habit of writing, of constantly keeping at it, of never giving up, ultimately teaches you how to write." Gabriel Fielding
This book belongs to David:
the eldest son, the most beloved, idolized by his mother and by young John. David is following the path set out by his mother
- into the Church. He cannot, however, follow as obediently in spirit. His early rebellions are small: when he drowns his
mothers highly prized cat, he is forgiven. When he takes over the girl John has brought down for the weekend, brotherly love
is strained, but David's charm wins all. When David promises that the woman will never set foot in the house vicarage again,
Mother prays for him in thanksgiving. Deftly, with palpable supense, the drama builds; incident upon incident, until
David's final tragedy which leaves a permanent, unforgettable mark on the Blaydons - and the reader.
Pretty Doll Houses
Doll Houses is a study of childhood and adolescence written with dazzling charm and insight. It is set
in the 1920s and 1930s, and although the form is fictional, the content seems even more autobiographical then the earlier
novels. He writes of the house Tullagee, in Sussex, where his early years were spent; of the family's life in the Yarm-on-the-Trees
where his father was vicar; and of the adolescent years in Anglesey, where John Blaydon's mother, the self willed Kathy, decended
from the novelist Henry Fielding (from whom Gabriel Fielding has taken his own pen name) contrives to rule her family, including
her ailing husband, and to indulge her religious instincts with many local church activities although still yielding to a
romantic association with a former lover.
The Birthday King
The Birthday King describes
Hitler's Germany from the inside of one wealthy industrialist family, part Jewish and part Catholic, entangled in political
and financial alliance, frought with petty jealousies, treacheries, fears, and aspirations. His most critically aclaimed book,
It won the W.H. Smith Award in 1963, is a must read. Described as the 'best novel so far about the rule of the swastika' The
Birthday King attempts nothing less than a geneology of evil, an entiology of the malevolence of the Nordic mind.
In The Time of Greenbloom
In the Time of Greenbloom begins the story of two children, bound by nearly an innocent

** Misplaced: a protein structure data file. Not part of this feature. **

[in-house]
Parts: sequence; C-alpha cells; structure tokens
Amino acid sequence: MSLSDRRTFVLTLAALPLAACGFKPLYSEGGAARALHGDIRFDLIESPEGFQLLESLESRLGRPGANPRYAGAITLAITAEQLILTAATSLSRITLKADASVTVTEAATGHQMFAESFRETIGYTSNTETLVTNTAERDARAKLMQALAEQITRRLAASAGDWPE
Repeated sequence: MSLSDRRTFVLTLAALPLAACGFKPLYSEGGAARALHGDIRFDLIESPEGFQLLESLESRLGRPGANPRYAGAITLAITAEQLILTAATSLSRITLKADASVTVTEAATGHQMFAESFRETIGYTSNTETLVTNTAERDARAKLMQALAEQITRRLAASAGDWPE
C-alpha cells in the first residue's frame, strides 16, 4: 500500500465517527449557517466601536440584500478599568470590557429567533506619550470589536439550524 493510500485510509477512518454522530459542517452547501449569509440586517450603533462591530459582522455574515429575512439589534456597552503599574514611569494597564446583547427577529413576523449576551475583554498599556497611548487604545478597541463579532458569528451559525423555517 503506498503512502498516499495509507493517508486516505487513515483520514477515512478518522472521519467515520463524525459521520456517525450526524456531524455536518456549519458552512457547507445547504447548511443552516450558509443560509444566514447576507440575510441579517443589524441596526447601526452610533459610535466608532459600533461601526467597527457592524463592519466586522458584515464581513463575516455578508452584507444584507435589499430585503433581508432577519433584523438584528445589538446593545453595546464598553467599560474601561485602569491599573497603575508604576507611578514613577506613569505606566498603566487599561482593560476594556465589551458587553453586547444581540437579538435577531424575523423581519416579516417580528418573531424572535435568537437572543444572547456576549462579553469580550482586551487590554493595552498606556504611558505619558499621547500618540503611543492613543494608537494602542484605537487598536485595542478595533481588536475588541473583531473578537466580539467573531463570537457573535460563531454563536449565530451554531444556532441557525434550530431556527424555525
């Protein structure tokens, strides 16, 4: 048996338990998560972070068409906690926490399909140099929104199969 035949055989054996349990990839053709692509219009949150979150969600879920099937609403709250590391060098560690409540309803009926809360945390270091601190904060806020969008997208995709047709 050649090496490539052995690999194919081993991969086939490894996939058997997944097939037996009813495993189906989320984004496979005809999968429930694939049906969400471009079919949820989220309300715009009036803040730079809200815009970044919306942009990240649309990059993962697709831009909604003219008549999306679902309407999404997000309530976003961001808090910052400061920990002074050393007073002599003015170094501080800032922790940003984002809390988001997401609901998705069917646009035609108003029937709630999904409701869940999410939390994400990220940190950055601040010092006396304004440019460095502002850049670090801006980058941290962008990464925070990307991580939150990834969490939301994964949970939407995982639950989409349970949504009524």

bond of understanding and love. They are together only briefly, but in each other's thoughts always. Through all the quiet
days of their childhood, a blind evil is gradually evoked. It never seems quite real. Then suddenly it strikes and all the
aloof adults are as frighteningly ineffectual as the children themselves.
Gentlemen In Their Season
The approach of this extraordinary novel to marriage is via its converse - adultery. It provides thereby
a tale that, in application is almost scandalously true, yet also highly comic - especially since the gleams of lust and desire
that emanate from its characters far surpass their skill in performance. This book deals with three gentlemen in their offseason-of
infidelity. Two of them work for the BBC, the third is in jail for killing his wife's lover.
The Women of Guinea Lane
The Woman of Guinea Lane follows the hero of earlier Fielding novels, John Blaydon. He has just begun work
as a junior hospital doctor at the Guinea Lane Hospital in London, under the eye of a formidable woman doctor concerned
with her own research into dying patients. His growing involvment with the life of the hospital, his tender relationship with
the enchanting Minna, his encounter with the Major Bellayr, a sinister figure who may hold the key to events in his own past,
all are conveyed with the sense of detail and eye for atmosphere of a born novelist.
Frog Prince and Other Poems.
Volume of poetry published in 1952
Volume of poetry published in 1956
Through Streets Broad and Narrow In this sequel to the acclaimed
In the Time of Greenbloom, John Blaydon "runs head on into the paradox of Ireland, attempts to solve it single-handed
and gets his heart and most of his head broken in the process. The manner of his undoing is told in a series of brilliant
pictures, evocative, authentic, macabre, or hilariously funny. . . . Mr. Fielding has written an original novel of vitality,
wit, and compassionate insight."—Isabelle Mallet, New York Times Book Review
Queens for Old, A Novella and Nine Stories
The meticulous, intricately intelligent tone of these stories gives Gabriel Fielding's
whole collection a uniquely astringent flavor. The range, both in tone and subject matter, is wide - including detailed, lucid
investigations into the implications of men's actions in strange locales.
Chance, a prison doctor and recent convert to Catholicism, comes for a holiday in an international zone of North Africa.Here,
in this highly charged, sinister and most un-Catholic atmosphere, his faith and safety are challenged. Eight Days is a book
conceived in a jungle of evil aqnd illicit love. In a symbolic way all the people are blown sky-high in the noisy fireworks
of the last day- and light succeeds.